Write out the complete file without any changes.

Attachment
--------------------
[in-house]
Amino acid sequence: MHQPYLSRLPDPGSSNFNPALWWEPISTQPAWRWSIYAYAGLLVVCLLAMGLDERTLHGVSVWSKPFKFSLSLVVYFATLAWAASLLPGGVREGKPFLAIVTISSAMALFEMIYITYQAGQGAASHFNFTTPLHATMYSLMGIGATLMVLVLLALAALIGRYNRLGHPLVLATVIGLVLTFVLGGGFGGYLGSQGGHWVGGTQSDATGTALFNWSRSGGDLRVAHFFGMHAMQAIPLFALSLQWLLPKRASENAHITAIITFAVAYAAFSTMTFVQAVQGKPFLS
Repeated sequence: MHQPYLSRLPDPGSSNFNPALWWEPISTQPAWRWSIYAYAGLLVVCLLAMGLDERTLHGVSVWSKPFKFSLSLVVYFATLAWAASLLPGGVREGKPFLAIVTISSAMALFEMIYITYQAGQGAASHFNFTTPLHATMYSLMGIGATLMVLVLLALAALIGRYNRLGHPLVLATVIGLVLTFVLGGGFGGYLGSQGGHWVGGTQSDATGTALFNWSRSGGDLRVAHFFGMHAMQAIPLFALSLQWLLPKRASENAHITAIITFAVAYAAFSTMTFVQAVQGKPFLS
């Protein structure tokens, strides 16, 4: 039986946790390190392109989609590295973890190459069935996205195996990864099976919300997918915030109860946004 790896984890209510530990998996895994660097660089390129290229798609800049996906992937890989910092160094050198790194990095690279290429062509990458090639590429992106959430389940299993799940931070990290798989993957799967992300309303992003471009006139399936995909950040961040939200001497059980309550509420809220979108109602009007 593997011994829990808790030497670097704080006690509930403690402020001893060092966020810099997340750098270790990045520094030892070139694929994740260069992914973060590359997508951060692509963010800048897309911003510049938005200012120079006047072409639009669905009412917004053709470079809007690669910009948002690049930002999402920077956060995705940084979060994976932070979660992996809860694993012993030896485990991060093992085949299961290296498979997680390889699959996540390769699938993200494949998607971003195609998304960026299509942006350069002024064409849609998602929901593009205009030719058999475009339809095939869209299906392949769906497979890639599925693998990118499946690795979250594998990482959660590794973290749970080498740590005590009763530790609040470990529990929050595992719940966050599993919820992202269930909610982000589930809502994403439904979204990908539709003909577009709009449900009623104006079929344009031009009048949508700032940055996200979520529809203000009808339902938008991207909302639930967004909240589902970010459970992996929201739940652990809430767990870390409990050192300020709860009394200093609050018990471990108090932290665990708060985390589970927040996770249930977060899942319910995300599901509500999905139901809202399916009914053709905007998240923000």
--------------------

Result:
[in-house]
Amino acid sequence: MHQPYLSRLPDPGSSNFNPALWWEPISTQPAWRWSIYAYAGLLVVCLLAMGLDERTLHGVSVWSKPFKFSLSLVVYFATLAWAASLLPGGVREGKPFLAIVTISSAMALFEMIYITYQAGQGAASHFNFTTPLHATMYSLMGIGATLMVLVLLALAALIGRYNRLGHPLVLATVIGLVLTFVLGGGFGGYLGSQGGHWVGGTQSDATGTALFNWSRSGGDLRVAHFFGMHAMQAIPLFALSLQWLLPKRASENAHITAIITFAVAYAAFSTMTFVQAVQGKPFLS
Repeated sequence: MHQPYLSRLPDPGSSNFNPALWWEPISTQPAWRWSIYAYAGLLVVCLLAMGLDERTLHGVSVWSKPFKFSLSLVVYFATLAWAASLLPGGVREGKPFLAIVTISSAMALFEMIYITYQAGQGAASHFNFTTPLHATMYSLMGIGATLMVLVLLALAALIGRYNRLGHPLVLATVIGLVLTFVLGGGFGGYLGSQGGHWVGGTQSDATGTALFNWSRSGGDLRVAHFFGMHAMQAIPLFALSLQWLLPKRASENAHITAIITFAVAYAAFSTMTFVQAVQGKPFLS
């Protein structure tokens, strides 16, 4: 039986946790390190392109989609590295973890190459069935996205195996990864099976919300997918915030109860946004 790896984890209510530990998996895994660097660089390129290229798609800049996906992937890989910092160094050198790194990095690279290429062509990458090639590429992106959430389940299993799940931070990290798989993957799967992300309303992003471009006139399936995909950040961040939200001497059980309550509420809220979108109602009007 593997011994829990808790030497670097704080006690509930403690402020001893060092966020810099997340750098270790990045520094030892070139694929994740260069992914973060590359997508951060692509963010800048897309911003510049938005200012120079006047072409639009669905009412917004053709470079809007690669910009948002690049930002999402920077956060995705940084979060994976932070979660992996809860694993012993030896485990991060093992085949299961290296498979997680390889699959996540390769699938993200494949998607971003195609998304960026299509942006350069002024064409849609998602929901593009205009030719058999475009339809095939869209299906392949769906497979890639599925693998990118499946690795979250594998990482959660590794973290749970080498740590005590009763530790609040470990529990929050595992719940966050599993919820992202269930909610982000589930809502994403439904979204990908539709003909577009709009449900009623104006079929344009031009009048949508700032940055996200979520529809203000009808339902938008991207909302639930967004909240589902970010459970992996929201739940652990809430767990870390409990050192300020709860009394200093609050018990471990108090932290665990708060985390589970927040996770249930977060899942319910995300599901509500999905139901809202399916009914053709905007998240923000």